# How to check the sequence of independent random variables satisfy Lindeberg condition?

The sequence of independent random variables has the following distribution. $$\alpha>0\,, \quad P(X_n=n)=P(X_n=-n)=\frac{1}{6n^{2(\alpha-1)}}\,,\quad P(X_n=0)=1-\frac{1}{3n^{2(\alpha-1)}}$$ I need to prove that the Lindeberg condition holds if and only if $$\alpha<\frac{3}{2}$$. In the case of above distribution, I turn the problem into proving $$\frac{\sum_{k=\min\left(a:a\geq \epsilon \sqrt{\sum_{i=1}^{n}\operatorname{Var}(X_i)}\right)}^{n}\frac{1}{3}k^{4-2\alpha}}{\sum_{k=1}^{n}\frac{1}{3}k^{4-\alpha}} \rightarrow 0$$ How to get the result?

Lindeberg condition: $$\{ X_n,n\ge1 \} \text{is a sequence of independent random variable.}\\EX_k=\mu_k \quad \operatorname{Var}X_k=\sigma_k^2 \quad B_n=\sum_{k=1}^{n} \sigma_k^2 \\ \forall \epsilon > 0 \quad \frac{1}{B_n}\sum_{k=1}^{n}\int_{|x-\mu_k|>\epsilon\sqrt{B_n}}(x-\mu_k)^2dF_k(x) \rightarrow 0 \quad (n\rightarrow \infty)$$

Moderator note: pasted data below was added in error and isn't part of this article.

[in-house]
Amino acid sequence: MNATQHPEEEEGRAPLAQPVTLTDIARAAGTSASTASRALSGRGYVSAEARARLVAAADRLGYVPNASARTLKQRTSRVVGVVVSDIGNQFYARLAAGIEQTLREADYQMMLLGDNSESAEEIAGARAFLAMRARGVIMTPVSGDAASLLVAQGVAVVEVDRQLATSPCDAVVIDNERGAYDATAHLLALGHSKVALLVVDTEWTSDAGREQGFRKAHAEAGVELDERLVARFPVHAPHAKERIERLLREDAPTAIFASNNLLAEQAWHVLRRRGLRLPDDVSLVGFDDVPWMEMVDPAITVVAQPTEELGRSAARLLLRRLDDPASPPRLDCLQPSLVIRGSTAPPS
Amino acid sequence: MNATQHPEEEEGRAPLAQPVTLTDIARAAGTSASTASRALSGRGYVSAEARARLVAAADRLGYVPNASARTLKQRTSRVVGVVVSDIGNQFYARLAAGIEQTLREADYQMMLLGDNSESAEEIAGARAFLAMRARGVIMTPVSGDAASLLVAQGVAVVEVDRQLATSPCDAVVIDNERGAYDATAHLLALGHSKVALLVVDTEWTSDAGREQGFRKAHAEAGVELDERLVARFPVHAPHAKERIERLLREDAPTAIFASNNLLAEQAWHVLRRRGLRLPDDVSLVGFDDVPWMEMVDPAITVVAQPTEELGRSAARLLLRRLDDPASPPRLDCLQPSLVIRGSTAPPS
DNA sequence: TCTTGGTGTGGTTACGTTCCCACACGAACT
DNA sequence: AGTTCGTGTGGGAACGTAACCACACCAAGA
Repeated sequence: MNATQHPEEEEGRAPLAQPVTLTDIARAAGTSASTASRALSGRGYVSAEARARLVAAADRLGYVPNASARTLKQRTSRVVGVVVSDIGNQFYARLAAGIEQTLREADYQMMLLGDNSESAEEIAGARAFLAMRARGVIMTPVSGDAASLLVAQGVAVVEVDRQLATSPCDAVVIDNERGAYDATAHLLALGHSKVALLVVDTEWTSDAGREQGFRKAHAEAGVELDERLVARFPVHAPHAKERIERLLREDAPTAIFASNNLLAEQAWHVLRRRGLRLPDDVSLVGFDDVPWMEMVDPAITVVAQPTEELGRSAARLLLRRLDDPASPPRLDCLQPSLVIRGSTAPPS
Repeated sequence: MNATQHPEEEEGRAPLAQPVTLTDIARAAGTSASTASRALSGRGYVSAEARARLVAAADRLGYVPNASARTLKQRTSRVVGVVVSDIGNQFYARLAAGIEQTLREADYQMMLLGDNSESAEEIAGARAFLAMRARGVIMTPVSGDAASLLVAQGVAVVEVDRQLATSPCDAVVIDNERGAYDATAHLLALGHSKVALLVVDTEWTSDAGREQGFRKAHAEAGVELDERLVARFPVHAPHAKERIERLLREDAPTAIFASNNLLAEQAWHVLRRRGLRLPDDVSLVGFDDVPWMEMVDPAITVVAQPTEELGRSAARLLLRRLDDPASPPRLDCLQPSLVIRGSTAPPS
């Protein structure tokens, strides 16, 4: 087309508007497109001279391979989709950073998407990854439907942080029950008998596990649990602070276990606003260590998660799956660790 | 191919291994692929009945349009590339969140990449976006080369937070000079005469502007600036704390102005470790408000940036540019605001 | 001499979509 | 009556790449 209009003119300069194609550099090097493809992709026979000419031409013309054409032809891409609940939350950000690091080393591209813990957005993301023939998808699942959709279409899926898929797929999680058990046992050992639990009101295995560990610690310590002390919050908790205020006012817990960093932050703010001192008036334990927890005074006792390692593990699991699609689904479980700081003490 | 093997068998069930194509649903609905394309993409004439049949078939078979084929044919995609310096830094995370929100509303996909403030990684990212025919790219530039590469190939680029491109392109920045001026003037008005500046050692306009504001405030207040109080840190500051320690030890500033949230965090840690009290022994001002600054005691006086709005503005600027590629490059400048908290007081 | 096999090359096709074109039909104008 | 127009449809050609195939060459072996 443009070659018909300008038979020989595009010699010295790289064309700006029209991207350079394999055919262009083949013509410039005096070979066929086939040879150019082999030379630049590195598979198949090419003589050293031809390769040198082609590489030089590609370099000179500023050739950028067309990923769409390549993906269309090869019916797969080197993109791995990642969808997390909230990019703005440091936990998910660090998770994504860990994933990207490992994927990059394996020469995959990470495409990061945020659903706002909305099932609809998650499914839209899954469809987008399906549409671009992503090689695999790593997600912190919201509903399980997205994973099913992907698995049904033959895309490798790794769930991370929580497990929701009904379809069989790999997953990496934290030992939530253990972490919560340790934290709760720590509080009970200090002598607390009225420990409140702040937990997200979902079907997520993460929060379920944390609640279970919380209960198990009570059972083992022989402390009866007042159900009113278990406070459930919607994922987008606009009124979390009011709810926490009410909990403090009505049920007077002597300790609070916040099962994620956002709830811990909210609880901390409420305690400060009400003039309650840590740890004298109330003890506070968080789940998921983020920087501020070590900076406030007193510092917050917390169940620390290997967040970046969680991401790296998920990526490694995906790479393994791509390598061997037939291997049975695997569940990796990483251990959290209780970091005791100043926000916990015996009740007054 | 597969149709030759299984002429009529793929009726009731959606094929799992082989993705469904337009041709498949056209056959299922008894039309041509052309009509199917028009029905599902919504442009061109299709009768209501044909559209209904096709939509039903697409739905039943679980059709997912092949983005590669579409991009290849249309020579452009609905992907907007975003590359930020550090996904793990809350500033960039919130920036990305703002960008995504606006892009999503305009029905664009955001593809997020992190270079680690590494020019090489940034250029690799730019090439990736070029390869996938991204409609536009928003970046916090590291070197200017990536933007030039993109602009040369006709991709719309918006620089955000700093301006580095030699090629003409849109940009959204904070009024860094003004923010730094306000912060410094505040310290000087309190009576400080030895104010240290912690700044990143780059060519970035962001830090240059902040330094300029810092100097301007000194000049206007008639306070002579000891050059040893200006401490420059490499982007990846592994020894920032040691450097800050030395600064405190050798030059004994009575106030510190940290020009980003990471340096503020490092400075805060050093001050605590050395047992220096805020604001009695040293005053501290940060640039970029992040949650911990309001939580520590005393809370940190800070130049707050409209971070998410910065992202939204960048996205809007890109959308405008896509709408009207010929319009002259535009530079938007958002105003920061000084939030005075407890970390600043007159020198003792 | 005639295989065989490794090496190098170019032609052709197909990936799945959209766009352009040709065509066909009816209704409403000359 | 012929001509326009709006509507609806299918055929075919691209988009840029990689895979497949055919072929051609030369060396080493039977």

We have to check that $$R_n:=\frac{\sum_{k=\min\left(a:a\geq \epsilon \sqrt{\sum_{i=1}^{n}\operatorname{Var}(X_i)}\right)}^{n} k^{4-2\alpha}}{\sum_{k=1}^{n} k^{4-2\alpha}} \rightarrow 0.$$ Let $$B_n=\sum_{i=1}^{n}\operatorname{Var}(X_i)$$. If $$\alpha\gt 5/2$$, then $$B_n$$ converges to a positive number and $$R_n$$ will converge to $$1$$.

If $$\alpha =5/2$$, then $$R_n$$ behaves as $$R'_n:=\frac 1{\log n}\sum_{k=\lfloor c \log n\rfloor }^nk^{-1}$$ which goes also to $$1$$.

Now, assume that $$\alpha\lt 5/2.$$ Then one can find constants $$c_1$$ and $$c_2$$ depending only on $$\alpha$$ such that $$c_1n^{5-2\alpha}\leqslant B_n\leqslant c_2n^{5-2\alpha}$$ and a similar bound holds for $$B_n$$. As a consequence, the summation set in the denominator is empty for $$n$$ large enough in the case $$\alpha\lt 3/2$$.

If $$\alpha \gt 3/2$$, one gets
$$\sum_{k=\min\left(a:a\geq \epsilon \sqrt{\sum_{i=1}^{n}\operatorname{Var}(X_i)}\right)}^{n} k^{4-2\alpha}\geqslant \sum_{k=\lfloor Kn\rfloor}^nk^{4-2\alpha}\geqslant K'n^{5-2\alpha}$$ for some positive $$K'$$ hence $$R_n$$ does not go to zero.